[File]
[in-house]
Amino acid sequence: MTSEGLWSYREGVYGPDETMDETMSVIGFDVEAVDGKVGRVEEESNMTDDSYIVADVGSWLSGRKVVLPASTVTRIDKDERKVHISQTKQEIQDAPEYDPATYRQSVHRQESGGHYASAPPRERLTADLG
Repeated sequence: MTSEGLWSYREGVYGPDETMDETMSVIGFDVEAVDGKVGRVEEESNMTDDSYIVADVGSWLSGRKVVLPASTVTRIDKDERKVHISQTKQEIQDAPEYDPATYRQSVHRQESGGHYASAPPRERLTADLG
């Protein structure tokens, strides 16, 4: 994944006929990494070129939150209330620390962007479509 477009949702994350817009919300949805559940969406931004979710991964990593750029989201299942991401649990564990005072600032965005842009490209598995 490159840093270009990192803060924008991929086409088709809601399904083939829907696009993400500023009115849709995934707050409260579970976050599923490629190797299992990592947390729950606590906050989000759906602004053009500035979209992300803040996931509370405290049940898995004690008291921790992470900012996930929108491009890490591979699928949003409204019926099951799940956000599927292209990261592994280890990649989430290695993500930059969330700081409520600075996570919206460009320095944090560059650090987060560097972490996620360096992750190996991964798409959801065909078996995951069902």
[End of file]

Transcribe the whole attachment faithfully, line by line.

[in-house]
Amino acid sequence: MTSEGLWSYREGVYGPDETMDETMSVIGFDVEAVDGKVGRVEEESNMTDDSYIVADVGSWLSGRKVVLPASTVTRIDKDERKVHISQTKQEIQDAPEYDPATYRQSVHRQESGGHYASAPPRERLTADLG
Repeated sequence: MTSEGLWSYREGVYGPDETMDETMSVIGFDVEAVDGKVGRVEEESNMTDDSYIVADVGSWLSGRKVVLPASTVTRIDKDERKVHISQTKQEIQDAPEYDPATYRQSVHRQESGGHYASAPPRERLTADLG
């Protein structure tokens, strides 16, 4: 994944006929990494070129939150209330620390962007479509 477009949702994350817009919300949805559940969406931004979710991964990593750029989201299942991401649990564990005072600032965005842009490209598995 490159840093270009990192803060924008991929086409088709809601399904083939829907696009993400500023009115849709995934707050409260579970976050599923490629190797299992990592947390729950606590906050989000759906602004053009500035979209992300803040996931509370405290049940898995004690008291921790992470900012996930929108491009890490591979699928949003409204019926099951799940956000599927292209990261592994280890990649989430290695993500930059969330700081409520600075996570919206460009320095944090560059650090987060560097972490996620360096992750190996991964798409959801065909078996995951069902």